I started this ‘dying’ year blog thinking that I would probably wouldn’t exactly follow Stephen’s book, because it’s all there in the book, and Joyce would cover that in her group. (May the Stephen elements in the universe be at rest.) I thought that, instead, I would probably write about the kinds of conventional ‘death and dying’ practices that I had practiced for most years of (approximately) the last twenty. These kind of (Tibetan) practices have as their focus the task of ensuring that one is “ready,” as it is often said, ready to “exit this life – “to get our lives in order” psychically and materially. Because death can arrive at any time, that’s an important thing, obviously. Someone who has done that well lives vibrantly, unencumbered.
However, very quickly, it seemed to me, that if this were indeed my last year, I’d want to look more deeply into the matter of death itself – in life, and at the ‘last.’ I’d like to be acquainted with death, not because I’m going to exit at some later time, but because I want to know what death is, in this ‘now.’ Maybe we don’t understand what the word ‘death’ refers to, and all our ‘preparations’ might be unnecessary social constructions? It occurred to me, as I got into the practice, this time last year, that I hadn’t ever – in all these years of death and dying practice – I hadn’t practiced A Year to Live with only the historical Buddha’s approach. What was it? And, so it was that this year of looking at ‘what is death’ from the Nikayas point of view came about. I’m so glad that I took this route. And, now I have ten days to complete the task (presuming that I do actually live that long.)
I’m going to open up a forum, so that if anyone would like to comment, question, or engage in dialogue for the next ten days, you are welcome. I’ll send instructions in the next day or so. (After I figure out how to work it.) Maybe these posts have made you think about how ‘death’ is in your living? Maybe it has made you touch the losses that are inevitable in life. Maybe it has helped you live more vibrantly by cherishing your daily evanescent and precious moments. Maybe you’re more realistic or more frightened? Maybe you’d like to share that with others. You’re welcome.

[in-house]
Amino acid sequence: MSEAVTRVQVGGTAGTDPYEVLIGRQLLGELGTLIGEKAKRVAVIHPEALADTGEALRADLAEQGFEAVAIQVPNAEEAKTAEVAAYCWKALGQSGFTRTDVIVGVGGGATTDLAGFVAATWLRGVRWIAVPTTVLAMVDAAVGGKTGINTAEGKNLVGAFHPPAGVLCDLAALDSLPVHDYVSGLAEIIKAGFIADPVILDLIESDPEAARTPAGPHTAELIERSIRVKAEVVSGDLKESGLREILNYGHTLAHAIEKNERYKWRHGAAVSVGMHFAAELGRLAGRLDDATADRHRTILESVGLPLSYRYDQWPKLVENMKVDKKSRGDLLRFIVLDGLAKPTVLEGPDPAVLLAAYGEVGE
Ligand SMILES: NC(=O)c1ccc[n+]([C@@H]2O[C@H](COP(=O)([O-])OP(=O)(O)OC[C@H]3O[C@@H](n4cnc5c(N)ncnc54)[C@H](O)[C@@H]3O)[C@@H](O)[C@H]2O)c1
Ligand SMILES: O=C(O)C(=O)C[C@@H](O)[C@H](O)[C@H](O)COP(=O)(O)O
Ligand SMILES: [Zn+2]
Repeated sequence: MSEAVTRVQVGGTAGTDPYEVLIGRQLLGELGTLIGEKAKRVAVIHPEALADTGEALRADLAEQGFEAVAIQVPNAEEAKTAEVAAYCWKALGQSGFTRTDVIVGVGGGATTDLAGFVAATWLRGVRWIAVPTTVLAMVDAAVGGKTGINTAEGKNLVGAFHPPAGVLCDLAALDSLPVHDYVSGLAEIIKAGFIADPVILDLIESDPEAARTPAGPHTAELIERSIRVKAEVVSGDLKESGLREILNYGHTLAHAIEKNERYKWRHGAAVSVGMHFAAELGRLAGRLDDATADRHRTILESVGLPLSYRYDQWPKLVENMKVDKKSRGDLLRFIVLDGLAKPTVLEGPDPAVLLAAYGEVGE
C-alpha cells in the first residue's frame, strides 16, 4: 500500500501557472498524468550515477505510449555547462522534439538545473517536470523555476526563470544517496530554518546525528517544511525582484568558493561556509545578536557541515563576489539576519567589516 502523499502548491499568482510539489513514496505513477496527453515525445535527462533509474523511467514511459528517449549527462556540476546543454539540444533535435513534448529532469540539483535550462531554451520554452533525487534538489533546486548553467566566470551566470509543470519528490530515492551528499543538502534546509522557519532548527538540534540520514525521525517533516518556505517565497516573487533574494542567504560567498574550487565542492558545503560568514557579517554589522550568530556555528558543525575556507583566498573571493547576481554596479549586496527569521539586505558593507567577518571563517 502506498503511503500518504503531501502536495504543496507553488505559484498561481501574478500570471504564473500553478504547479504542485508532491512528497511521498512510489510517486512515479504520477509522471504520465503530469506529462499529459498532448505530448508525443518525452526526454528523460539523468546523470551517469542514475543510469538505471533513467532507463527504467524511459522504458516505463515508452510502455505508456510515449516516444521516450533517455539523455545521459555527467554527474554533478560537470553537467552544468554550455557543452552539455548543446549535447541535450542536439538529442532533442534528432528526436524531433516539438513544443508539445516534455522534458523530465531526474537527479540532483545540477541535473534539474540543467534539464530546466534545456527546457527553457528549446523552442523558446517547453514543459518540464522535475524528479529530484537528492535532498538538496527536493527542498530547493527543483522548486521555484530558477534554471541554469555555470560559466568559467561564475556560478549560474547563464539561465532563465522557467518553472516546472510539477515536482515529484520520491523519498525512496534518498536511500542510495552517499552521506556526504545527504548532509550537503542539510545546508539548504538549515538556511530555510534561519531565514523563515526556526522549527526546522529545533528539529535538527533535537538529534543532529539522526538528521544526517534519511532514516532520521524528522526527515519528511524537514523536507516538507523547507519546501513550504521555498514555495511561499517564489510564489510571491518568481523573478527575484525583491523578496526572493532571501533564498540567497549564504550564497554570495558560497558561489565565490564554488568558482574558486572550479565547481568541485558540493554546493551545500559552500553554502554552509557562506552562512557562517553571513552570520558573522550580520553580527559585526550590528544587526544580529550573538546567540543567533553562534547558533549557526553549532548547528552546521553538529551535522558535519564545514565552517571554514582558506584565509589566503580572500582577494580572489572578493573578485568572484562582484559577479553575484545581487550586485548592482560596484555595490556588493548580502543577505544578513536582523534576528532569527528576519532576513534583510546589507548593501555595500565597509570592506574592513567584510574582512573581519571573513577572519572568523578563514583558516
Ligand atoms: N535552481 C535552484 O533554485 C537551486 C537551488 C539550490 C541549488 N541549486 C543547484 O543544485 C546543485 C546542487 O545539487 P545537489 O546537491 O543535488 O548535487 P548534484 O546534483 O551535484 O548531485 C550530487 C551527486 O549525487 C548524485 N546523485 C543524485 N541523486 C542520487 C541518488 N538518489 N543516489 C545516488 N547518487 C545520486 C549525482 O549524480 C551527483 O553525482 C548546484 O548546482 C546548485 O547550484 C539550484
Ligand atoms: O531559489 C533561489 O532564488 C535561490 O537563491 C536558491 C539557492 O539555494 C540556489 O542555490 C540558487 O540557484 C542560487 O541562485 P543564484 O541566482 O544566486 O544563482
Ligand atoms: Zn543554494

In my ‘Today is a good day to die’ post,  I mean to say

“From the way my development has gone so far, I think that my knowledge that I did harm to others will be uncomfortable until I die. That’s just the way the heart is, when it understands.”

Not: “That’s not the way the heart is, when it understands.”


No Post Today 

My software failed me tonight. I wrote for two hours, and closed my editor while I had a break. Then, I opened it up again, to finish, but the former text was not there – it had been wiped out by an older copy automatically copied from another computer. Search as I could, I couldn’t find my two hours work. It was unexpected, and irrevocable.

What I had written about – and contemplate it again, tomorrow – was how karma works. If we are at present afraid to think of death, lest we invite physical death, then by understanding how karma works, we can slowly, gently, release our grip on our prohibitive thoughts, taking steps toward allowing the contemplation. A new freedom can be born through an understanding of karma.

“There you go…”

It seems that through some error of mine, I have lost 38 posts. My WordPress site broke, so I had to reinstall, and I couldn’t find a way to save the database, at that point. I haven’t lost the texts (which I keep in Scrivener), but I’ve lost some posts on the blog.

I had a backup, from over a month ago, so I was able to restore the site and many posts, but not your subscriber email addresses. So please re-subscribe.

The backup could only restore posts that were written before September 10. (Good lesson in this; quite apart from the lessons about uncertainty, contingency, and transiency! Backup regularly. Losses don’t happen regularly, but they do happen. It’s like cancer, in that respect.) Overnight, I’ll look for a solution to restoring the record.

My paternal grandmother, when we were up against some unmovable fact of reality, would say “There you go…” with a half-smile and a sense of: “And, on life goes, just the same…” I can hear her now, bless her.


Dear Friends,

I’ve been told, and I’ve verified, that the comments function isn’t working. I’ve not been able to track down what the problem is, and so we don’t have any way of having a conversation at present. I’ll keep looking into it.